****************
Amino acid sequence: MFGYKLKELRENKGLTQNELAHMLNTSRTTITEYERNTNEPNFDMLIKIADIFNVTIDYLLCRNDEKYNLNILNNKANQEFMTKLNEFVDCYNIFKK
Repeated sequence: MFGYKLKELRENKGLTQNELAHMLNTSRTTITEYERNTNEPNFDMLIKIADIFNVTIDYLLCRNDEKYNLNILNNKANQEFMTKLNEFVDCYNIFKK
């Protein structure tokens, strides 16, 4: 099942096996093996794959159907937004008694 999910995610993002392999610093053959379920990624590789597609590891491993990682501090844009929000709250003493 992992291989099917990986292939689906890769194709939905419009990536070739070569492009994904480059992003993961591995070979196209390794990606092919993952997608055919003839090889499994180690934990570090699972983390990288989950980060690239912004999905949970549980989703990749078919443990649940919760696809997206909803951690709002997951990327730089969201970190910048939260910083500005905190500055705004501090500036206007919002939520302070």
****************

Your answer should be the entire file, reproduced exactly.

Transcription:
Amino acid sequence: MFGYKLKELRENKGLTQNELAHMLNTSRTTITEYERNTNEPNFDMLIKIADIFNVTIDYLLCRNDEKYNLNILNNKANQEFMTKLNEFVDCYNIFKK
Repeated sequence: MFGYKLKELRENKGLTQNELAHMLNTSRTTITEYERNTNEPNFDMLIKIADIFNVTIDYLLCRNDEKYNLNILNNKANQEFMTKLNEFVDCYNIFKK
């Protein structure tokens, strides 16, 4: 099942096996093996794959159907937004008694 999910995610993002392999610093053959379920990624590789597609590891491993990682501090844009929000709250003493 992992291989099917990986292939689906890769194709939905419009990536070739070569492009994904480059992003993961591995070979196209390794990606092919993952997608055919003839090889499994180690934990570090699972983390990288989950980060690239912004999905949970549980989703990749078919443990649940919760696809997206909803951690709002997951990327730089969201970190910048939260910083500005905190500055705004501090500036206007919002939520302070």